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July 23, 2014

Coalition Announces Support for King’s Real Time Transparency Act

WASHINGTON, D.C. – Today, a coalition of 17 organizations committed to greater transparency in U.S. elections came together to announce their support for the Real Time Transparency Act introduced by U.S. Senator Angus King (I-Maine). In a joint letter submitted to the Senate Rules Committee today, the organizations expressed their concern for the recent Supreme Court McCutcheon v. Federal Election Commission decision, which abolished caps on an individual’s total donations to federal candidates, parties and some political committees, and called for immediate disclosure of campaign contributions. The Real Time Transparency Act, introduced by Senator King in April, would require that all campaign contributions of $1000 or more be filed with the FEC within 48-hours.

“We have the means, we have the technology, to make real time disclosure a reality,” the letter reads. “But to get there, Congress must make it so. This bill is an important step to shining a light on the likely massive hard money contributions that the Supreme Court opened the door to in McCutcheon.”

“I am honored to have the support of so many organizations that, like me, are committed to providing the American people with the information they deserve in a timely manner,” Senator King said. “As I discussed at today’s Rules Committee hearing, Congress has a responsibility to protect the government from being corrupted by the unchecked flow of money to public officials, and the Real Time Transparency Act is part of that important effort.”

The letter of support comes on the same day that Senator King led a Senate Rules Committee hearing on the DISCLOSE Act, a bill introduced by Senator Sheldon Whitehouse (D-R.I.) that would require organizations that spend money to influence elections to disclose their spending as well as their major sources of funding in a timely manner. Senator King is also an original co-sponsor of the DISCLOSE Act.

The text of the coalition’s letter is below:


July 23, 2014

Senate Committee on Rules & Administration

United States Senate

Washington, D.C.  20510

Support the Real Time Transparency Act of 2014 

Dear Senator:

We write to you to encourage your support of the Real Time Transparency Act of 2014, introduced by Sen. Angus King (I-ME) as S. 2207 in the Senate and by Rep. Beto O’Rourke (D-TX) as H.R. 4442 in the House.

Our 17 organizations come from diverse backgrounds, with concerns ranging from corporate governance to constitutional rights. We have many different priorities, but we all agree that the unprecedented 2014 Supreme Court decision, McCutcheon v. Federal Election Commission, makes it imperative that a system of full, real-time transparency of money in politics be firmly established.

We are troubled for many reasons by the temper of the Roberts Court in undoing reasonable limits on money in politics, as in the McCutcheon decision that grants new rights to just a few hundred very wealthy individuals who can afford to make unlimited aggregate contributions in excess of the now-invalidated limit of $123,200 per election cycle. But we are particularly alarmed that there is no adequate disclosure system in place so that the public can know who is doling out huge contributions in near real time and whether these large donations are buying undue influence over our elected officials.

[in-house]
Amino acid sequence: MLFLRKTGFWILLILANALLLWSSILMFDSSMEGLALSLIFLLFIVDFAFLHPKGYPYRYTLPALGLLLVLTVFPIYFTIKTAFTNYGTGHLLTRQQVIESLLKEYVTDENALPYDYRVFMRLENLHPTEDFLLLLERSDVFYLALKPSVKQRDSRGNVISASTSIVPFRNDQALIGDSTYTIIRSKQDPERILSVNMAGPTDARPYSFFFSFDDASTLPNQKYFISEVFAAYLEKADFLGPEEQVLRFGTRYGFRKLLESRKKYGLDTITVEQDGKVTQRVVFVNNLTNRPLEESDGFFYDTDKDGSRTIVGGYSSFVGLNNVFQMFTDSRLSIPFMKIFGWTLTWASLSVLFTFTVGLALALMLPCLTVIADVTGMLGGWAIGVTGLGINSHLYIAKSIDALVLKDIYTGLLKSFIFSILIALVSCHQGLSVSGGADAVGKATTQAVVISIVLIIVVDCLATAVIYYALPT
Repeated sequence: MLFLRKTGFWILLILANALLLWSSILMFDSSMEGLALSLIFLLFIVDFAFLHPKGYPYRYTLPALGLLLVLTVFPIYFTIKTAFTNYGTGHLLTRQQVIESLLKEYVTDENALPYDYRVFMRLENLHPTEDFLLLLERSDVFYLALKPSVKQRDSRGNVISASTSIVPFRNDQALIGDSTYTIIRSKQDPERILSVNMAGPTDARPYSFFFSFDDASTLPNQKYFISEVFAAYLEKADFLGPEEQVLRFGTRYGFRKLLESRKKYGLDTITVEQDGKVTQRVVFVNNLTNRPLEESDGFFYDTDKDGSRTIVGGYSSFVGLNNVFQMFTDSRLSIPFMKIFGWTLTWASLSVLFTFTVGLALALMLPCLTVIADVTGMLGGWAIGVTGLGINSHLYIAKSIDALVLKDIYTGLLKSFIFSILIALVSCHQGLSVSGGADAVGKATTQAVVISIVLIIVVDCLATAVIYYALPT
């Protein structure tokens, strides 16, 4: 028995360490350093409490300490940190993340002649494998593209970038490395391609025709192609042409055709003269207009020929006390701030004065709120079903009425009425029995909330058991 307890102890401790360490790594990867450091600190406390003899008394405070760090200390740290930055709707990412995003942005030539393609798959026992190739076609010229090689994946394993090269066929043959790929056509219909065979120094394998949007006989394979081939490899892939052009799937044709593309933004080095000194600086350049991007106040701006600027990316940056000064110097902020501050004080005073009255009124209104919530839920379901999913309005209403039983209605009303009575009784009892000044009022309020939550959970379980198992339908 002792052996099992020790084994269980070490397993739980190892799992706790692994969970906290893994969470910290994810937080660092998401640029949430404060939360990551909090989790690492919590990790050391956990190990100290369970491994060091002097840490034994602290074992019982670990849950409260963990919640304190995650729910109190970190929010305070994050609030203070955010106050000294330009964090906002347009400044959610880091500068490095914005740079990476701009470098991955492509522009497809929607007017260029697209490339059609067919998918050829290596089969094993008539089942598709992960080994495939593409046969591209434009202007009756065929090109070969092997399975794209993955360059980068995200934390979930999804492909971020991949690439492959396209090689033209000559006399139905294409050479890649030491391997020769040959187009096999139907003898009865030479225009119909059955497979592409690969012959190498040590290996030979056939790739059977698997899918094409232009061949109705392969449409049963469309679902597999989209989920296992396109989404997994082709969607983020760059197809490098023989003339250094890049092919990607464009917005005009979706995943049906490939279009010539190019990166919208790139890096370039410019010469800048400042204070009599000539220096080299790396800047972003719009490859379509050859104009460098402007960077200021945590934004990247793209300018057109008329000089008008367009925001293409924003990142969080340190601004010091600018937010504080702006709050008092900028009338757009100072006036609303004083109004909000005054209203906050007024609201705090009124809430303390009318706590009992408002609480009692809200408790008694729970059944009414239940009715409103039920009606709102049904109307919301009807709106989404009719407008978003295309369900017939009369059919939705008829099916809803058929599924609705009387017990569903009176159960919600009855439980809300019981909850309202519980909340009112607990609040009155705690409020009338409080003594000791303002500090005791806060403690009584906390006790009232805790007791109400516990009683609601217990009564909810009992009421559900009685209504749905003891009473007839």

In this day and age of the Internet, there is no excuse for not having real time disclosure of large contributions to candidates and committees. On-line filing by political committees is easy and inexpensive, and the on-line filing programs are already in place. Even now some political committees are required to file large campaign expenditures within 48 hours in the last few weeks of an election, which has proved to be of little burden to the filers.

The Real Time Transparency Act would impose a similar 48-hour reporting requirement on candidates, parties and political committees of major donations of $1,000 or more throughout the calendar year. Candidates, parties and PACs already keep track of these donations as they are received; the Real Time Transparency Act would merely require them to let the public know as well.

While the McCutcheon decision poses a great deal of damage to the integrity of our government, by empowering a handful of very wealthy individuals to make millions of dollars in campaign contributions each election cycle, the Court recognized that some of this damage could be offset by making use of the Internet for transparency purposes. The Court said: “With modern technology, disclosure now offers a particularly effective means of arming the voting public with information.”

Unfortunately, the Court is naïve in thinking that such a transparency system currently exists.

We have the means, we have the technology, to make real time disclosure a reality. But to get there, Congress must make it so. This bill is an important step to shining a light on the likely massive hard money contributions that the Supreme Court opened the door to in McCutcheon.  By expanding the current 48-hour disclosure requirement, it helps to ensure that large contributions from very few, very wealthy individuals are reported in time for voters to react and respond to such contributions, whether they come right before an election, a hearing or a vote.

Our organizations urge you to support the Real Time Transparency Act of 2014.


Brennan Center for Justice at NYU Law School

Campaign Legal Center

Center for Media and Democracy

Common Cause

Democracy 21


Free Speech for People

Harrington Investments, Inc.

New Economy Project

New Progressive Alliance

NorthStar Asset Management, Inc.

Public Campaign

Public Citizen

Social Equity Group

Sunlight Foundation

Wisconsin Democracy

Zevin Asset Management, LLC


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